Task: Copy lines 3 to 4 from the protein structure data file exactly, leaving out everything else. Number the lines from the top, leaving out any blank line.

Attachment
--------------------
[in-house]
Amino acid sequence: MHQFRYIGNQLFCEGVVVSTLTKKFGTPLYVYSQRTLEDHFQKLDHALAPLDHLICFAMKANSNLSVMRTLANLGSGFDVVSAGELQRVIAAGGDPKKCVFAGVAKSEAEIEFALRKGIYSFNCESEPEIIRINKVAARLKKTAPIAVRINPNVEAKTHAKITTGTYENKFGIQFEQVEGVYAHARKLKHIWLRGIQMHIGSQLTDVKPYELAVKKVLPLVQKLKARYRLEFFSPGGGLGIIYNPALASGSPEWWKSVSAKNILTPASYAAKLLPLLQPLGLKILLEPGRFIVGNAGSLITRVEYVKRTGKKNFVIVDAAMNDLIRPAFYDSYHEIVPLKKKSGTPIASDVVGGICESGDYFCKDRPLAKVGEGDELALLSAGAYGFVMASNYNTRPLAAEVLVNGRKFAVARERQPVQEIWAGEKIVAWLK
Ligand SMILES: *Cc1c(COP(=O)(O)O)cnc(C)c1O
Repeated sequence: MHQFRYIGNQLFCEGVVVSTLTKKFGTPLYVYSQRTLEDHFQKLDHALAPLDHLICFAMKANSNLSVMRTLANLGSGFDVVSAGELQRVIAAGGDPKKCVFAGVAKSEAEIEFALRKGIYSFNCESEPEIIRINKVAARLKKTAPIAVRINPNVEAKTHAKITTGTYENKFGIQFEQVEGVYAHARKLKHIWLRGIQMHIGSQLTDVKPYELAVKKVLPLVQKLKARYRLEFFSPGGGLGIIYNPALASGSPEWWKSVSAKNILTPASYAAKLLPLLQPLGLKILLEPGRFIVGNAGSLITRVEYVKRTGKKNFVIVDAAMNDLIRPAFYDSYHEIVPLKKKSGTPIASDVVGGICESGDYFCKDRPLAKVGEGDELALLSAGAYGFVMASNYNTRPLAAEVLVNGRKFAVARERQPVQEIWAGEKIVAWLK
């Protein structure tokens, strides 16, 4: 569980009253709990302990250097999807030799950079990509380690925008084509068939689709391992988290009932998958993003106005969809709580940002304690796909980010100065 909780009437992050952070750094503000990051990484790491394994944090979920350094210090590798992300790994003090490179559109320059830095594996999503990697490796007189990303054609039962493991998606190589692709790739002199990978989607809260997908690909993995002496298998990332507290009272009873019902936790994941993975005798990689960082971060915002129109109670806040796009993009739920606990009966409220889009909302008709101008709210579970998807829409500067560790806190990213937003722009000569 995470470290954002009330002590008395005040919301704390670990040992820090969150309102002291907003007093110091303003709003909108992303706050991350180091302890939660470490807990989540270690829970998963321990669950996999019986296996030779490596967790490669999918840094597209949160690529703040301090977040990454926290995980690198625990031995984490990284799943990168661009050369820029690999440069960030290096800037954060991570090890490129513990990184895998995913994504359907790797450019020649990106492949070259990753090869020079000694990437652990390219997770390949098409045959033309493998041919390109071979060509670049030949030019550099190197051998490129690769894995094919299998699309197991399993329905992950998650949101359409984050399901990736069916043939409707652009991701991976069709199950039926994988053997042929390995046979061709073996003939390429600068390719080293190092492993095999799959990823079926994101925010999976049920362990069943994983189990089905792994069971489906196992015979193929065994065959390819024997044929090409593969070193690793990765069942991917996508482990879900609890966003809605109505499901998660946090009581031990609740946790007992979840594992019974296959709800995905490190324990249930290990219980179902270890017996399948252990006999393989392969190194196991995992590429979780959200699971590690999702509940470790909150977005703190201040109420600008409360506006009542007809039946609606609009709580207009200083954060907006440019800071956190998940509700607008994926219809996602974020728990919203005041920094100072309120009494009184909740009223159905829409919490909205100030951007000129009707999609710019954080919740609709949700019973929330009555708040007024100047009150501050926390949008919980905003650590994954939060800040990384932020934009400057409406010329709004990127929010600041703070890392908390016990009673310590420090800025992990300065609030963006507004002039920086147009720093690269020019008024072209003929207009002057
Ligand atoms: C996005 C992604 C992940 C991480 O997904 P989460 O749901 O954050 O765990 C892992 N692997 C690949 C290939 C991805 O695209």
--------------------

Ligand SMILES: *Cc1c(COP(=O)(O)O)cnc(C)c1O
Repeated sequence: MHQFRYIGNQLFCEGVVVSTLTKKFGTPLYVYSQRTLEDHFQKLDHALAPLDHLICFAMKANSNLSVMRTLANLGSGFDVVSAGELQRVIAAGGDPKKCVFAGVAKSEAEIEFALRKGIYSFNCESEPEIIRINKVAARLKKTAPIAVRINPNVEAKTHAKITTGTYENKFGIQFEQVEGVYAHARKLKHIWLRGIQMHIGSQLTDVKPYELAVKKVLPLVQKLKARYRLEFFSPGGGLGIIYNPALASGSPEWWKSVSAKNILTPASYAAKLLPLLQPLGLKILLEPGRFIVGNAGSLITRVEYVKRTGKKNFVIVDAAMNDLIRPAFYDSYHEIVPLKKKSGTPIASDVVGGICESGDYFCKDRPLAKVGEGDELALLSAGAYGFVMASNYNTRPLAAEVLVNGRKFAVARERQPVQEIWAGEKIVAWLK